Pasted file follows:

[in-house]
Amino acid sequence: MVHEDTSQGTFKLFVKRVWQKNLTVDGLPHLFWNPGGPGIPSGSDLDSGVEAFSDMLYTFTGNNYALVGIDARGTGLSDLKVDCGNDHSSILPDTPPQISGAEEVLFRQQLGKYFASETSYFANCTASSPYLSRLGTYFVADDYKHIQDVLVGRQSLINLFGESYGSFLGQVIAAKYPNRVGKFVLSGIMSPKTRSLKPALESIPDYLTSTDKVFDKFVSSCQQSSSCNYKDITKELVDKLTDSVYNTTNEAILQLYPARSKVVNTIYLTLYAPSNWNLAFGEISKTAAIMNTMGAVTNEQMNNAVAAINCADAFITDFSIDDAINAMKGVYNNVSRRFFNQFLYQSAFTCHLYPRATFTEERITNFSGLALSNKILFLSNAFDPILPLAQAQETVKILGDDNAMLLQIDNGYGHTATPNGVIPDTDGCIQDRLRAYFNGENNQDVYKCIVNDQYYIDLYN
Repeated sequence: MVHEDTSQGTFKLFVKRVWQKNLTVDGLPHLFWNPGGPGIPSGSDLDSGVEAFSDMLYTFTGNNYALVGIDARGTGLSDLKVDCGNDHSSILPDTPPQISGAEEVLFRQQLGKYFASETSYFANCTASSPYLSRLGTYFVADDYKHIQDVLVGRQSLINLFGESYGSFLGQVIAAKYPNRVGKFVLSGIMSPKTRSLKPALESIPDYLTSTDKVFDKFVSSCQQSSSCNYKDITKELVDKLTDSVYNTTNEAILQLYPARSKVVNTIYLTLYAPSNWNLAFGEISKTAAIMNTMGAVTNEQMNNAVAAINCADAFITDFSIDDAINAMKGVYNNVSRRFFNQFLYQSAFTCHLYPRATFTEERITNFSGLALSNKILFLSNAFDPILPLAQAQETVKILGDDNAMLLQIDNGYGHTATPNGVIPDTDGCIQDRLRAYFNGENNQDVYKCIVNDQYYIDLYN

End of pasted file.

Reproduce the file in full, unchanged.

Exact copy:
[in-house]
Amino acid sequence: MVHEDTSQGTFKLFVKRVWQKNLTVDGLPHLFWNPGGPGIPSGSDLDSGVEAFSDMLYTFTGNNYALVGIDARGTGLSDLKVDCGNDHSSILPDTPPQISGAEEVLFRQQLGKYFASETSYFANCTASSPYLSRLGTYFVADDYKHIQDVLVGRQSLINLFGESYGSFLGQVIAAKYPNRVGKFVLSGIMSPKTRSLKPALESIPDYLTSTDKVFDKFVSSCQQSSSCNYKDITKELVDKLTDSVYNTTNEAILQLYPARSKVVNTIYLTLYAPSNWNLAFGEISKTAAIMNTMGAVTNEQMNNAVAAINCADAFITDFSIDDAINAMKGVYNNVSRRFFNQFLYQSAFTCHLYPRATFTEERITNFSGLALSNKILFLSNAFDPILPLAQAQETVKILGDDNAMLLQIDNGYGHTATPNGVIPDTDGCIQDRLRAYFNGENNQDVYKCIVNDQYYIDLYN
Repeated sequence: MVHEDTSQGTFKLFVKRVWQKNLTVDGLPHLFWNPGGPGIPSGSDLDSGVEAFSDMLYTFTGNNYALVGIDARGTGLSDLKVDCGNDHSSILPDTPPQISGAEEVLFRQQLGKYFASETSYFANCTASSPYLSRLGTYFVADDYKHIQDVLVGRQSLINLFGESYGSFLGQVIAAKYPNRVGKFVLSGIMSPKTRSLKPALESIPDYLTSTDKVFDKFVSSCQQSSSCNYKDITKELVDKLTDSVYNTTNEAILQLYPARSKVVNTIYLTLYAPSNWNLAFGEISKTAAIMNTMGAVTNEQMNNAVAAINCADAFITDFSIDDAINAMKGVYNNVSRRFFNQFLYQSAFTCHLYPRATFTEERITNFSGLALSNKILFLSNAFDPILPLAQAQETVKILGDDNAMLLQIDNGYGHTATPNGVIPDTDGCIQDRLRAYFNGENNQDVYKCIVNDQYYIDLYN